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Tool 1: Reasons to celebrate

As we learned in this chapter, celebrating is an important part of any initiative or project. But sometimes the reasons to celebrate are not so apparent and this tool will help you go beyond the obvious party reasons and will show you that pretty much any effort is worth celebrating.

You should celebrate:

  • If your goal was accomplished
  • If your goal was not accomplished, but you are on your way
  • If your goal was not accomplished, but you and your team worked hard
  • If your goal was not accomplished, but you and your team put effort into it
  • If your goal failed miserably, but you and your team tried all you could
  • If you decide to set another goal
  • If a team member is leaving the group (good-bye party)
  • If a new team member is joining the group (welcome party)
  • If your team received a grant, an award, a recognition prize, a contribution
  • If a team member did something outstanding
  • If a team member tried to do something outstanding
  • If you want different sections of your team to get to meet each other
  • If you want to recognize the work of a volunteer
  • If you notice that people are feeling down
  • If you notice that people are excited at the end/start of a project
  • If your team needs to thank somebody
  • If you have any reason at all to celebrate!

And of course, don't forget to:

  • Celebrate holidays (Christmas parties, Hanukkah parties, Easter parties, 4th of July celebrations, and any other date that may have significance for you and your team members)
  • Celebrate meaningful anniversaries, such as the date your group was formed, the date you achieved an important goal, the date an important grant was received
  • Celebrate birthdays (if not all of them, have a monthly party for all whose birthday is on that month)
  • Celebrate the end/beginning of the year
  • Celebrate the birth of team member babies
  • Celebrate the sheer existence of your group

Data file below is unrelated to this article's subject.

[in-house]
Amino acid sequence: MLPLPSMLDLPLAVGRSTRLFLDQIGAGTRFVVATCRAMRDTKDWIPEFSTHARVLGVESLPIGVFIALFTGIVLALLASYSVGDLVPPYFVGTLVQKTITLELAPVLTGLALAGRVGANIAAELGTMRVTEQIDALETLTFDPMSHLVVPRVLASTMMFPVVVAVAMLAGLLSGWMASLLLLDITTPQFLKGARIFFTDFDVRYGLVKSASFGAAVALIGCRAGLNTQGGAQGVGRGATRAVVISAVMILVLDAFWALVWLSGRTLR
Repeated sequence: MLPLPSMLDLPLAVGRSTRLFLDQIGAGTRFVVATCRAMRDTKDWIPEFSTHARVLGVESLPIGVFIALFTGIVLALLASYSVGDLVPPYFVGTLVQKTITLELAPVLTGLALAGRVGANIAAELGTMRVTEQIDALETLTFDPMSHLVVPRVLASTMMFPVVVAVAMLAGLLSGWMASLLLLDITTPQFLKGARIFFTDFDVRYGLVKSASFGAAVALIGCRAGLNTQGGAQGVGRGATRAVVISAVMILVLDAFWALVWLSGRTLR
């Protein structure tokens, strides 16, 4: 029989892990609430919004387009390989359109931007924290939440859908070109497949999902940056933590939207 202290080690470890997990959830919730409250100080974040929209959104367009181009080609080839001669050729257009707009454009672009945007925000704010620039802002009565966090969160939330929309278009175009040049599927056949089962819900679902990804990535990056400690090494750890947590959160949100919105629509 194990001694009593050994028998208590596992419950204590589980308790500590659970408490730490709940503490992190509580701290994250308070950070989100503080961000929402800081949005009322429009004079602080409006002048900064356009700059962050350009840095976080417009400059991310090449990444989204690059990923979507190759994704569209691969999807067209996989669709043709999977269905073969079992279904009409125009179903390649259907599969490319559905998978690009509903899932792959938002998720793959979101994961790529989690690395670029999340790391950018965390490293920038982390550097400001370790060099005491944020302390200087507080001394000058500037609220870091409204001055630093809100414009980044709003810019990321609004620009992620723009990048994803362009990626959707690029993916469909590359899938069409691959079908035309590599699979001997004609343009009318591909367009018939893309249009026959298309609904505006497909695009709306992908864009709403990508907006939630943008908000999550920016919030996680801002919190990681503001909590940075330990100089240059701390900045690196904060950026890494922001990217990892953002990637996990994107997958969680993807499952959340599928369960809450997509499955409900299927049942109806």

Tool 2: Arranging the party

We all know that arranging a party can be an exhausting, frustrating experience if you're not organized. But if you get things straight, the arranging of the party can be as much fun as the party itself. Here, we offer a chart to guide you through the arduous and rewarding task of being a party manager.

Budget: How much can you spend?

Who's helping with the organization? What are their functions?



Who do you need to contact?




Other details:

Guest list:

Tool 3: Budget

Budget can make or break your party. It's important to stick to the budget plan so that your celebration doesn't get out of hand. This budget guide will help you keep track of the money and plan your party within the boundaries of your budget. Of course, the items in the budget will vary accordingly to the kind of celebration you'll organize.

Budget item Estimated cost
Services (caterer, clean-up, etc.)  
Other expenses  
Total expenses:  
Total budget:  

Tool 4: Reflect

Of course, there's more to celebration than the party itself. You need to have an underlying reason to put this party together, whether it is to thank somebody, celebrate an occasion, or recognize a success. Here is a list that can help you focus on what the party is all about.


  • What is this party for?
  • Why are you celebrating?

Reflect on:

  • How you achieved success.
  • How you can improve.
  • How to reorganize in times perceived as failure.
  • How each team member contributed.
  • How important your goal is/was.


  • Are you celebrating somebody in special?
  • What did this person do?
  • Is this person leaving your team?
  • Is this person joining your team?
  • What was/is this person's contribution?

Next step:

  • Final thank-yous
  • So, what's next?
  • What is going to be your next goal?